Excerpt: "The End of Poverty" by Dr. Jeffrey Sachs

Excerpted from THE END OF POVERTY by Jeffrey D. Sachs. Reprinted by arrangement with The Penguin Press, a member of Penguin Group (USA), Inc. Copyright © Jeffery D. Sachs, 2005.

Africa's AIDS Cataclysm

From these lessons, it was but a small step to HIV/AIDS. The same three questions applied for AIDS as for malaria. What does the disease do to economic growth and poverty? What accounts for Africa's special circumstances? And what must be done? The answers are similar, but with one important difference. As of today, there is no solid explanation for why Africa's AIDS prevalence is at least an order of magnitude higher than anywhere else in the world.

The simplest answer, widely believed, is that in Africa there is more sexual activity outside of long-term stable relationships. The data, however, repeatedly cast doubt on that simple and widely-believed hypothesis. Perhaps the sexual networking is different in Africa (for example with more relationships between older men and younger women, or more concurrent relationships although not more lifetime partners). Perhaps HIV/AIDS is transmitted more easily in Africa because the population has other untreated ailments (malaria, other sexually transmitted diseases), or because men are much less frequently circumcised, or because condoms are less frequently used in casual sexual relations. Perhaps the viral subtypes (known as "clades") are different in Africa. The truth is that nobody is sure. The only thing that is certain is that HIV/AIDS is an unmitigated tragedy and a development disaster throughout Africa, especially in the hardest hit regions of Eastern and Southern Africa.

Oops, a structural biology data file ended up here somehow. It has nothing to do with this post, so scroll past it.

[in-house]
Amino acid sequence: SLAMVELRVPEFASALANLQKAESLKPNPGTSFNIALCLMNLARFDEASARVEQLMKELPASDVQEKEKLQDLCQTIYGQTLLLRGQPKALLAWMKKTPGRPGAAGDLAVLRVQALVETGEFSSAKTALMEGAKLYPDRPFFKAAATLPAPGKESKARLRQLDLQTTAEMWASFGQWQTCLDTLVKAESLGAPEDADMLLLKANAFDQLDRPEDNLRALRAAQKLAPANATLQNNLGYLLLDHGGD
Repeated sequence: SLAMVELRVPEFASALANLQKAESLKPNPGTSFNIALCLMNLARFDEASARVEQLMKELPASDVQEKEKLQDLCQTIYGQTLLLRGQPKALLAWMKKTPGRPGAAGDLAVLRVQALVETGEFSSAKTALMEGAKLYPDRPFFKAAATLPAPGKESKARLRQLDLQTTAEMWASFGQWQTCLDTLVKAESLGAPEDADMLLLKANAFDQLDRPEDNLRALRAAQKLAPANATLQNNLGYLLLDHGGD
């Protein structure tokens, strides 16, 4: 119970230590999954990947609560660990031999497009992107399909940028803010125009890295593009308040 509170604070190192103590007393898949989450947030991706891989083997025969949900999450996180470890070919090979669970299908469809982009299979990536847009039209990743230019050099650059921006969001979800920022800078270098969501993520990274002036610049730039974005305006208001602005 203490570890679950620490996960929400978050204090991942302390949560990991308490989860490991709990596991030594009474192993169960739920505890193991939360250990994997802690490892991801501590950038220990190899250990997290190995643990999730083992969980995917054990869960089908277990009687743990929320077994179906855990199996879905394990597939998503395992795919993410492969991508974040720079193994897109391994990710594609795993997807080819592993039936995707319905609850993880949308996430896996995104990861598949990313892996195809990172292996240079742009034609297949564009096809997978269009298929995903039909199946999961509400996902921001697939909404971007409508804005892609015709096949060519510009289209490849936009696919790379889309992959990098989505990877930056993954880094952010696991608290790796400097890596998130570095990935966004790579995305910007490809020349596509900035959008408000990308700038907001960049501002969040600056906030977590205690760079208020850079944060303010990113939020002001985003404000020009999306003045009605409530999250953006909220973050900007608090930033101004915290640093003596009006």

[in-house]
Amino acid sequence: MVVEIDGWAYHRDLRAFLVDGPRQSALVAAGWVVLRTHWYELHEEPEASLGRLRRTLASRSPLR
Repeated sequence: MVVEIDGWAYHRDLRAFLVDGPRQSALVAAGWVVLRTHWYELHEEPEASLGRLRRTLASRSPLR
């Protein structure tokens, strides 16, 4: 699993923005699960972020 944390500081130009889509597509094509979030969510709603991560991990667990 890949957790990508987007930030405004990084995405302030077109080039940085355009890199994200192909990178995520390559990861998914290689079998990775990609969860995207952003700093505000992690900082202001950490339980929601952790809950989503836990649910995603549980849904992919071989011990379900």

As for the economic costs of the disease, these certainly rival or exceed malaria in the disaster at hand. Africa is losing its teachers and doctors, its civil servants, and farmers, its mothers and fathers. There are already more than 10 million orphaned children. Business costs have soared, due to disarray from massive medical costs for workers, relentless absenteeism, and an avalanche of worker deaths. Foreign investors from outside of Africa are deterred from stepping into Africa's AIDS morass. And millions of households are battling with the illness of the head of household and the incredible toll in time and expense, to say nothing of emotional trauma on the rest of the family.

Once again, I looked at what was being done and what could be done. By the late 1990s, AIDS in the rich countries was being treated, with growing success, by anti-retroviral medicines given in three-drug combinations, so called highly active anti-retroviral therapy (HAART) or simply antiretroviral therapy (ARV). This therapy was changing the face of the disease in the rich countries. Individuals infected with HIV now saw hope. Others who thought they might be infected were willing to come forward for testing. The prospect of drug treatment, and therefore the readiness of more people to submit to voluntary counseling and testing, meant that prevention and treatment programs worked in a mutually supportive manner.

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